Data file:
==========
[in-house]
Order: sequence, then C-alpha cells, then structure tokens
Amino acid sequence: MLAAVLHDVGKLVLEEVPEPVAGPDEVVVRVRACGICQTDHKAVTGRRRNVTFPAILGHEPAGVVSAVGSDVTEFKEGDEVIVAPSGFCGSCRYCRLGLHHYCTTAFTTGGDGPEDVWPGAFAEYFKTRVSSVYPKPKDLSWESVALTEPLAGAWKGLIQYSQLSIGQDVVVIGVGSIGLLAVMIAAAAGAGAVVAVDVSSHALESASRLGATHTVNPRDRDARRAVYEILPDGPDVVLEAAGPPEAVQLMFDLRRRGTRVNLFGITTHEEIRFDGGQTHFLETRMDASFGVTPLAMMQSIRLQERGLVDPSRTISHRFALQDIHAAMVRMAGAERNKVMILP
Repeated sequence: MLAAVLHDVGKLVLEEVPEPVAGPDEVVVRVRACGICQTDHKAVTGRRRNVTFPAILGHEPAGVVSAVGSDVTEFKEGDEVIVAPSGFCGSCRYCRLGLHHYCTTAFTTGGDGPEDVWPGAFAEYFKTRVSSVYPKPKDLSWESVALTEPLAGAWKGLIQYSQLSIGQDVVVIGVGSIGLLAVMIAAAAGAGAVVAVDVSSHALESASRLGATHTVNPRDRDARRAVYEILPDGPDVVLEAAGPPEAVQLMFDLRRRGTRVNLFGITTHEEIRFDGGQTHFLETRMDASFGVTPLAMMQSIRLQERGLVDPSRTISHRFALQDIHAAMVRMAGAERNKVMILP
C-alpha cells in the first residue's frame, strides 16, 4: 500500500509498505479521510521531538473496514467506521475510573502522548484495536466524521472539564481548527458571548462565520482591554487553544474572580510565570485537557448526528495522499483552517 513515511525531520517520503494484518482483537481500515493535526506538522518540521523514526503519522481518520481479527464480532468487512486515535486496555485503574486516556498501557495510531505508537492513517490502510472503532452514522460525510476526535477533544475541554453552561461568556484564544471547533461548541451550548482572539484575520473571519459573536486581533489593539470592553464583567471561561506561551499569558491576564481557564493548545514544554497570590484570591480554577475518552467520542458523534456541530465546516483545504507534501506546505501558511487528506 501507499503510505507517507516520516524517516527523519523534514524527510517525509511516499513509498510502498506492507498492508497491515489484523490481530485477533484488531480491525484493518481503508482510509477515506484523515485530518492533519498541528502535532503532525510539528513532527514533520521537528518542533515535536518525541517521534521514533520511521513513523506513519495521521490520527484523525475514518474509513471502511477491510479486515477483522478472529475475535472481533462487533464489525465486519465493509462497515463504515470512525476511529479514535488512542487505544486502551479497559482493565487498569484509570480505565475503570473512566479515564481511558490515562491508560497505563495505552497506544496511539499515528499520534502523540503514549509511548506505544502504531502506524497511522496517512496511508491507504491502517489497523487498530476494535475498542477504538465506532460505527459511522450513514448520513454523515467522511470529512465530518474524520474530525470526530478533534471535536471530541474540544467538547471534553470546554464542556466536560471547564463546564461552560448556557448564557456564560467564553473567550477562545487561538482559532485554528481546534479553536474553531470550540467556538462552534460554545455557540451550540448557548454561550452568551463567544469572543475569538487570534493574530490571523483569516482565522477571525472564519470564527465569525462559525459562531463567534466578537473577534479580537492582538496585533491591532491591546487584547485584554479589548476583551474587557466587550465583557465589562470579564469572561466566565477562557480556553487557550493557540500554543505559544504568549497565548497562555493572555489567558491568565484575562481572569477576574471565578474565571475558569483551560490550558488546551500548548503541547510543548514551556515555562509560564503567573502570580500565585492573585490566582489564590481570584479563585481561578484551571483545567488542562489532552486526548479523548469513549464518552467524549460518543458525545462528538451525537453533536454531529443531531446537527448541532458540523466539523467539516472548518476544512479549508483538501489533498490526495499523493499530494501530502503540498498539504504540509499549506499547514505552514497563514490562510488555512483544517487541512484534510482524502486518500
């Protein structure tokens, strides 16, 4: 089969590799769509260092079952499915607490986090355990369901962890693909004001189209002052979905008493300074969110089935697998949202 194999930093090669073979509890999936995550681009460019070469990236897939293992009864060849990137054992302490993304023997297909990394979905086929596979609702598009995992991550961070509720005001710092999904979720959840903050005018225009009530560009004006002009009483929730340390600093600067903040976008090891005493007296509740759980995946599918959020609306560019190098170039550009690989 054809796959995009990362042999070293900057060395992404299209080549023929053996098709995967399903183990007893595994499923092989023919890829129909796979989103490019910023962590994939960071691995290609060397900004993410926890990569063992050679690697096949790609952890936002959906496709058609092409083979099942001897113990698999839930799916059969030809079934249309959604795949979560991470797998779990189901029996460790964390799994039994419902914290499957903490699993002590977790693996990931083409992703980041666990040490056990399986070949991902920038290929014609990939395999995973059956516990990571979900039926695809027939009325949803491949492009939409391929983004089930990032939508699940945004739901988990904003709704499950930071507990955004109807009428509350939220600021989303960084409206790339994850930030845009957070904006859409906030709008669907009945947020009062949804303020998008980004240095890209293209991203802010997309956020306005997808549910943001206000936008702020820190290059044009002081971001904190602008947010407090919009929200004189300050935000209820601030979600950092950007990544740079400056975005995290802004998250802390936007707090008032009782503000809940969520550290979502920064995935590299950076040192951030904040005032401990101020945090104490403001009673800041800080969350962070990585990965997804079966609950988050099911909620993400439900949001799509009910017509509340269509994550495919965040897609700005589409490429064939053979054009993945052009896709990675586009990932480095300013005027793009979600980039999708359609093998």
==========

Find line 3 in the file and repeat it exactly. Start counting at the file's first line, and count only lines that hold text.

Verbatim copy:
Amino acid sequence: MLAAVLHDVGKLVLEEVPEPVAGPDEVVVRVRACGICQTDHKAVTGRRRNVTFPAILGHEPAGVVSAVGSDVTEFKEGDEVIVAPSGFCGSCRYCRLGLHHYCTTAFTTGGDGPEDVWPGAFAEYFKTRVSSVYPKPKDLSWESVALTEPLAGAWKGLIQYSQLSIGQDVVVIGVGSIGLLAVMIAAAAGAGAVVAVDVSSHALESASRLGATHTVNPRDRDARRAVYEILPDGPDVVLEAAGPPEAVQLMFDLRRRGTRVNLFGITTHEEIRFDGGQTHFLETRMDASFGVTPLAMMQSIRLQERGLVDPSRTISHRFALQDIHAAMVRMAGAERNKVMILP